Rider University’s decision to sell its Westminster Choir College has its professors’ union headed to federal court Friday seeking an injunction against any deal so the instructors can fight their possible termination.
The Lawrence-headquartered university announced early last year they planned to sell the nearly century-old choir college in Princeton due to ongoing financial woes.
In legal papers filed recently, Rider paints a bleak financial picture of itself in bolstering its case that it needs to sell Westminster.
In August, Rider said they had a potential buyer, and while not naming the entity, said the interested party wants to keep the music school at its 23-acre campus in Princeton, operate it as a non-profit music school and keep the current faculty and staff.
While trying to consummate the deal, though, the university issued layoff notices to Westminster professors, saying it was a precaution, and the university hoped to close the deal, and the layoffs would not actually occur until August of 2018.
The union – the college’s chapter of the American Association of University Professors – responded by filing for arbitration, which is scheduled for the end of March. At stake are about 70 full- and part-time professors and librarians at the music school’s campus.
In legal papers filed ahead of the Friday hearing, in which a judge will hear oral arguments about an injunction, the union says Rider agreed to maintain “the status quo” through January 31, and not enter into any binding agreements to sell Westminster.
Rider, the union argues, extended that until February 9, but will not budge past that date, which does not cover the arbitration hearings.
“Although talks with the proposed buyer have apparently stalled, an injunction would prevent any final agreement of sale before the arbitration is resolved,” the union said in a public statement this week.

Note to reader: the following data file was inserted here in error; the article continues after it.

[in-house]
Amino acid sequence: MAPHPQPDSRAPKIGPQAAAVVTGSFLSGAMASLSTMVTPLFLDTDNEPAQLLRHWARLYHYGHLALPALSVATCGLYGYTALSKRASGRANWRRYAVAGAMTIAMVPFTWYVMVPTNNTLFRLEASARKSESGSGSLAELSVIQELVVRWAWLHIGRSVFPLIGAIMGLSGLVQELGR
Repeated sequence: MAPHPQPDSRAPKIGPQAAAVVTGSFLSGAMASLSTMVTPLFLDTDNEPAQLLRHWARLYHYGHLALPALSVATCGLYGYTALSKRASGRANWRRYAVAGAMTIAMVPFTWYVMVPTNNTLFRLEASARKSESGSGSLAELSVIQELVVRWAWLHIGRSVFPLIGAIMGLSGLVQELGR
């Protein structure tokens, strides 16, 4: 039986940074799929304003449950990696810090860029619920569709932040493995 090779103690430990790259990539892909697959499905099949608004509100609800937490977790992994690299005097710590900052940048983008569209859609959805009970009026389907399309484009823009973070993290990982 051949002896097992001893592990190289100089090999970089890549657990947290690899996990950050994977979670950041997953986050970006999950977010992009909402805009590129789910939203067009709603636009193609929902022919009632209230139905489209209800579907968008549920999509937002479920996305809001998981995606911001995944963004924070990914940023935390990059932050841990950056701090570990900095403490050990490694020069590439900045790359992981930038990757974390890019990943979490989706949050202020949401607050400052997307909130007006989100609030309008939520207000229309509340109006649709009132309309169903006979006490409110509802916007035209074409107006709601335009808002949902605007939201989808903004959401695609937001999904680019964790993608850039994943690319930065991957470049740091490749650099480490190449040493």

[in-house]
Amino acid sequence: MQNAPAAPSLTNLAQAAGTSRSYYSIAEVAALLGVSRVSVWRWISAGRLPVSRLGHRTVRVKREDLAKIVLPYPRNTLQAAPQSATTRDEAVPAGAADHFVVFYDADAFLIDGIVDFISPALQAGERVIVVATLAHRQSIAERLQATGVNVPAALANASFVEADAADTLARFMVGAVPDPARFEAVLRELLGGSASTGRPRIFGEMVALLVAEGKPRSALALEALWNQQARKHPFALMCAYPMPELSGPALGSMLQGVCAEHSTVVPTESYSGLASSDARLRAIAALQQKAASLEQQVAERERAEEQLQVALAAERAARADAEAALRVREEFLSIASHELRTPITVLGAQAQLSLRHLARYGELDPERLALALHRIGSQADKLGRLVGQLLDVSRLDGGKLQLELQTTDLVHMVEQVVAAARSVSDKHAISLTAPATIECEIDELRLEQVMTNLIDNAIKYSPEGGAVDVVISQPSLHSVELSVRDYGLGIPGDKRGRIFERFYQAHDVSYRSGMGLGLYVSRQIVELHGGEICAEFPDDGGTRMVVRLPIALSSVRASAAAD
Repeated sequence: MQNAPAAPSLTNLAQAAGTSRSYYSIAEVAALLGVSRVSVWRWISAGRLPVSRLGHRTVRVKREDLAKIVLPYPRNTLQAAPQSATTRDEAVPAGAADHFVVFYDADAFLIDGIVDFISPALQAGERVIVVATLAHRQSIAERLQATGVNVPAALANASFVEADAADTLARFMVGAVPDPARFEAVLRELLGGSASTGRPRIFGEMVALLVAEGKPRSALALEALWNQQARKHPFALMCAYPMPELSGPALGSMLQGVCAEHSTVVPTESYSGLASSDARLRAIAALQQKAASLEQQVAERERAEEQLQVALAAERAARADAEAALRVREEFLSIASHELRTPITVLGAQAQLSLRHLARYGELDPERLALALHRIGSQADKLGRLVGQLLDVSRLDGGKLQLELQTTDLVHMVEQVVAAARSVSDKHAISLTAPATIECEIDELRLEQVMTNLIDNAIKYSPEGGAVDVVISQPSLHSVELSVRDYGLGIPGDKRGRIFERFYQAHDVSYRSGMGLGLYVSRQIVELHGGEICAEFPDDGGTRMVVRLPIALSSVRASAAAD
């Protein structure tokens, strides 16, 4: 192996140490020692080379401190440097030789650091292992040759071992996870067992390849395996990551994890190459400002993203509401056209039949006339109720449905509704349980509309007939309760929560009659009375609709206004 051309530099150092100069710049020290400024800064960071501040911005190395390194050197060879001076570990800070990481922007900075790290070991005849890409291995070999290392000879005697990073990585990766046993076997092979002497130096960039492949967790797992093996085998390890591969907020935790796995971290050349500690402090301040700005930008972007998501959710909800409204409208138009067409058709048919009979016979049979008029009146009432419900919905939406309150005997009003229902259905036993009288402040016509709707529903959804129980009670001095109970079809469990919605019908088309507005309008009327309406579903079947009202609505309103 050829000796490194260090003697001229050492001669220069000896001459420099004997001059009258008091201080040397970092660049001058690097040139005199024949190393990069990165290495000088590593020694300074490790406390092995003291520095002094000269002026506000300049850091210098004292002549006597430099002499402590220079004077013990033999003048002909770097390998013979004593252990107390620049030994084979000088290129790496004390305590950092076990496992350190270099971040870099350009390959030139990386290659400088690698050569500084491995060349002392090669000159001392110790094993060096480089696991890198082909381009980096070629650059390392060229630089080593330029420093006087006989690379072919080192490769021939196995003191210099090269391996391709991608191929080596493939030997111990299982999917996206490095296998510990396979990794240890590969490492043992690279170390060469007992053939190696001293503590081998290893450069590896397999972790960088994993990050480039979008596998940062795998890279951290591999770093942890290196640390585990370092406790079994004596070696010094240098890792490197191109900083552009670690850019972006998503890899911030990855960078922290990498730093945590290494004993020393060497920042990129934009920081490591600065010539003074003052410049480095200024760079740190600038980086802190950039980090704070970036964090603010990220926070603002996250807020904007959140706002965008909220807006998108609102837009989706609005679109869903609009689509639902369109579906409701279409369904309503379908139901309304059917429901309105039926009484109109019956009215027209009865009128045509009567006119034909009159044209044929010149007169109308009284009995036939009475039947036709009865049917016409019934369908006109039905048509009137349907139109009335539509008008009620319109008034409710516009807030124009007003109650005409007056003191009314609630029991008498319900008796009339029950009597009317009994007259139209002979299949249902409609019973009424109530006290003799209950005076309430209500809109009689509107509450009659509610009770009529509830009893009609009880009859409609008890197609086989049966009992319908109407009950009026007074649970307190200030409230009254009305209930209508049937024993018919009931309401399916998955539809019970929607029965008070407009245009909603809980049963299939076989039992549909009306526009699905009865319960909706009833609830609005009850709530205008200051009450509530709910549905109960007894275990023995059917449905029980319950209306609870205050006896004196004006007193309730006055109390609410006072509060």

Rider said Wednesday the deal is alive.
“Claims that talks with the proposed buyer have apparently stalled are absolutely false,” Rider spokeswoman Kristine Brown said.
“In fact, we continue to work diligently with our partner on a daily basis to finalize the term sheet… We are pleased with the tremendous progress we have made on a very complex process, and any information to the contrary is simply not true,” Brown said.
Brown said Friday’s hearing is “one step” in a longer process of the “goal of securing a strong future for both Westminster and Rider University.”
Meanwhile, Rider’s lawyers, in voluminous legal papers filed in opposing an injunction, said the financial straits they face are real. (The union publicly doubted the university’s financial claims last year.)
“Rider has experienced rapidly declining enrollments and has had to increasingly discount tuition in response. This has caused Rider’s total unrestricted operating revenues to decline in each of the last four years,” the legal papers say.
The university even disclosed that in 2016, their “prior commercial bank refused to renew Rider’s direct line of credit on commercially reasonable terms based on concern over its financial situation.”
“(Westminster Choir College) has been a key contributor to these financial difficulties,” the papers say.
Rider argues Westminster’s separate campus requires significant expense and it’s one-on-one instructional model and low student-to-faculty ratio, “is significantly more expensive to operate than most other types of academic programs and peer colleges.”
As a result, Westminster has tallied deficits of $4.8 million, $3.3 million and $2.6 million in 2015, 2016, and 2017, respectively.
Rider’s lawyers say the university has tried a sustained cost-saving effort in the past few years, “including multiple, successive years of flat staff and faculty salaries; deep cuts in employer contributions to staff and faculty pension funds; and staff layoffs and reductions in force by attrition.”
“Despite these efforts, in August 2017, Forbes Magazine ranked Rider’s financial strength and operational soundness 819th of 879 private, nonprofit colleges and universities,” a lawyer wrote.
And the union should know that, the filings say, because last summer, the union agreed to “significant economic concessions” in their contract renegotiations.